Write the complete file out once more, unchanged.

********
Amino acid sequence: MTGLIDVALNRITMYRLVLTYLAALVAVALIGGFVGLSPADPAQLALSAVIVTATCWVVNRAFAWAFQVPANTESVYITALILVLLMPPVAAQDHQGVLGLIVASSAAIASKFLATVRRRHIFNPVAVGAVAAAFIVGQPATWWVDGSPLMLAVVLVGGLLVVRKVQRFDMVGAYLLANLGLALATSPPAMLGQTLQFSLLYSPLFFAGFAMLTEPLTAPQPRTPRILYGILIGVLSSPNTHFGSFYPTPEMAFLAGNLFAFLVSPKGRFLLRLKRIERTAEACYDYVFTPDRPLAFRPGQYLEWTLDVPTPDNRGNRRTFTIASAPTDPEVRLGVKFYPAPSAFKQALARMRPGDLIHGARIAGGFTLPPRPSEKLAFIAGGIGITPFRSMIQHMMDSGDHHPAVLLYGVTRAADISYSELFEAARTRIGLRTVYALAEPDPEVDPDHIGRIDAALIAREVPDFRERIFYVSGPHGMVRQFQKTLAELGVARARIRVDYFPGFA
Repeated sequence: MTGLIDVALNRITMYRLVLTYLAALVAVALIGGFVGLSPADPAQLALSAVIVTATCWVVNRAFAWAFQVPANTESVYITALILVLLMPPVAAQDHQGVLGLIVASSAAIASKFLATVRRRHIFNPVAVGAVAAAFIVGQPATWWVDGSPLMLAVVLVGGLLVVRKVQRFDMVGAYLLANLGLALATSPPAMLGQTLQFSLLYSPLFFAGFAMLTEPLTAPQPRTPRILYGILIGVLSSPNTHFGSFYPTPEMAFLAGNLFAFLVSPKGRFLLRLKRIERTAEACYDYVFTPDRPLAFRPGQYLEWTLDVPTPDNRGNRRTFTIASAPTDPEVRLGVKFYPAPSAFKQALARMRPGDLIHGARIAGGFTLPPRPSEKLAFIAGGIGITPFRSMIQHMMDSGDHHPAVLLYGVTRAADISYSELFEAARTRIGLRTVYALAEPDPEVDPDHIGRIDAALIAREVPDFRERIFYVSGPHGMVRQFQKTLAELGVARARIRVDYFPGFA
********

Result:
Amino acid sequence: MTGLIDVALNRITMYRLVLTYLAALVAVALIGGFVGLSPADPAQLALSAVIVTATCWVVNRAFAWAFQVPANTESVYITALILVLLMPPVAAQDHQGVLGLIVASSAAIASKFLATVRRRHIFNPVAVGAVAAAFIVGQPATWWVDGSPLMLAVVLVGGLLVVRKVQRFDMVGAYLLANLGLALATSPPAMLGQTLQFSLLYSPLFFAGFAMLTEPLTAPQPRTPRILYGILIGVLSSPNTHFGSFYPTPEMAFLAGNLFAFLVSPKGRFLLRLKRIERTAEACYDYVFTPDRPLAFRPGQYLEWTLDVPTPDNRGNRRTFTIASAPTDPEVRLGVKFYPAPSAFKQALARMRPGDLIHGARIAGGFTLPPRPSEKLAFIAGGIGITPFRSMIQHMMDSGDHHPAVLLYGVTRAADISYSELFEAARTRIGLRTVYALAEPDPEVDPDHIGRIDAALIAREVPDFRERIFYVSGPHGMVRQFQKTLAELGVARARIRVDYFPGFA
Repeated sequence: MTGLIDVALNRITMYRLVLTYLAALVAVALIGGFVGLSPADPAQLALSAVIVTATCWVVNRAFAWAFQVPANTESVYITALILVLLMPPVAAQDHQGVLGLIVASSAAIASKFLATVRRRHIFNPVAVGAVAAAFIVGQPATWWVDGSPLMLAVVLVGGLLVVRKVQRFDMVGAYLLANLGLALATSPPAMLGQTLQFSLLYSPLFFAGFAMLTEPLTAPQPRTPRILYGILIGVLSSPNTHFGSFYPTPEMAFLAGNLFAFLVSPKGRFLLRLKRIERTAEACYDYVFTPDRPLAFRPGQYLEWTLDVPTPDNRGNRRTFTIASAPTDPEVRLGVKFYPAPSAFKQALARMRPGDLIHGARIAGGFTLPPRPSEKLAFIAGGIGITPFRSMIQHMMDSGDHHPAVLLYGVTRAADISYSELFEAARTRIGLRTVYALAEPDPEVDPDHIGRIDAALIAREVPDFRERIFYVSGPHGMVRQFQKTLAELGVARARIRVDYFPGFA